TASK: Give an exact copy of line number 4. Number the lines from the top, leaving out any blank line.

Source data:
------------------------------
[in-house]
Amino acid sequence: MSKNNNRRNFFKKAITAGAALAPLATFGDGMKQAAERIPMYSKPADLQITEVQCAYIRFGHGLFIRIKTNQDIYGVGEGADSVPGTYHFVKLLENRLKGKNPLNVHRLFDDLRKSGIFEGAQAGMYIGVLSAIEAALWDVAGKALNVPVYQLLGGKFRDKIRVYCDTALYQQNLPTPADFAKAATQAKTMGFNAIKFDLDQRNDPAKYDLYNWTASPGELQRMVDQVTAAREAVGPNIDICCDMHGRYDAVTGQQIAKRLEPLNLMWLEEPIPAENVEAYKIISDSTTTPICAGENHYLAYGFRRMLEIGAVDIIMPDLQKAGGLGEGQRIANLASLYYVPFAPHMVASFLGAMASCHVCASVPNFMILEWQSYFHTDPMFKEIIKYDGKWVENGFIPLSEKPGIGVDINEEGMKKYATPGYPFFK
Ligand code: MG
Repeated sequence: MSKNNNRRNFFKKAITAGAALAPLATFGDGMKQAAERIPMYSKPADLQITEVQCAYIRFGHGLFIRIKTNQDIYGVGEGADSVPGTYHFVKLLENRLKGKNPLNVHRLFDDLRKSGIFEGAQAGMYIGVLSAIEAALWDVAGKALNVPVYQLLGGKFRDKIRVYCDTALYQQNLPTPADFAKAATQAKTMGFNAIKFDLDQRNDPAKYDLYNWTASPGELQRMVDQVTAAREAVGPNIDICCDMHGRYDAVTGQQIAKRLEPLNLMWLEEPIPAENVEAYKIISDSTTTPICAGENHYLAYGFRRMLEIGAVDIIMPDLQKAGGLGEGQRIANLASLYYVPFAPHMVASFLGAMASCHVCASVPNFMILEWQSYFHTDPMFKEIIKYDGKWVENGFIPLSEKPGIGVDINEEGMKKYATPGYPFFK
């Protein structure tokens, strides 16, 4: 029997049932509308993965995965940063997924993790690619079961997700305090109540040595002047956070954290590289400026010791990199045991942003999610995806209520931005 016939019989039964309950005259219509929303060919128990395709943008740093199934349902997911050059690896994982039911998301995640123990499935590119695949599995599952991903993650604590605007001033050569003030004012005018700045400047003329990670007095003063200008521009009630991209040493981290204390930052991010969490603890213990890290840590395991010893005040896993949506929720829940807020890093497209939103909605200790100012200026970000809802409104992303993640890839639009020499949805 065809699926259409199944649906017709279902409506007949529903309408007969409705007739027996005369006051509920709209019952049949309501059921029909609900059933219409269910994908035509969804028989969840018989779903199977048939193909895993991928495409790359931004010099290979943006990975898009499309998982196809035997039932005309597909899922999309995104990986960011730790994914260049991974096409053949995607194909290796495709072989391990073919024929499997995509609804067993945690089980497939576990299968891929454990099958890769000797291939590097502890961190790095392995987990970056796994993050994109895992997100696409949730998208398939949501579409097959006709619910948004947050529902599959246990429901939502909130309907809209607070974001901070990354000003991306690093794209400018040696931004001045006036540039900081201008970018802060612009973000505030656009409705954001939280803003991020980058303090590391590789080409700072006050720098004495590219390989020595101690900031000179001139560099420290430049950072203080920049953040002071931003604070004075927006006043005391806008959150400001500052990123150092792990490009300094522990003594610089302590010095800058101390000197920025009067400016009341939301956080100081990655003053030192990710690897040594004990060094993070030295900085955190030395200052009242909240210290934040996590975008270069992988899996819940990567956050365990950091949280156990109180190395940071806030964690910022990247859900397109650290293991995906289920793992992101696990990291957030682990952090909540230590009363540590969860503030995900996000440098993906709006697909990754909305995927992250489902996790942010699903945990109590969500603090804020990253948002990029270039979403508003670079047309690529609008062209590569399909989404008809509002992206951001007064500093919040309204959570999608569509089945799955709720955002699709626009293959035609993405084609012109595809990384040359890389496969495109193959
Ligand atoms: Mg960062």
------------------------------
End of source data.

Repeated sequence: MSKNNNRRNFFKKAITAGAALAPLATFGDGMKQAAERIPMYSKPADLQITEVQCAYIRFGHGLFIRIKTNQDIYGVGEGADSVPGTYHFVKLLENRLKGKNPLNVHRLFDDLRKSGIFEGAQAGMYIGVLSAIEAALWDVAGKALNVPVYQLLGGKFRDKIRVYCDTALYQQNLPTPADFAKAATQAKTMGFNAIKFDLDQRNDPAKYDLYNWTASPGELQRMVDQVTAAREAVGPNIDICCDMHGRYDAVTGQQIAKRLEPLNLMWLEEPIPAENVEAYKIISDSTTTPICAGENHYLAYGFRRMLEIGAVDIIMPDLQKAGGLGEGQRIANLASLYYVPFAPHMVASFLGAMASCHVCASVPNFMILEWQSYFHTDPMFKEIIKYDGKWVENGFIPLSEKPGIGVDINEEGMKKYATPGYPFFK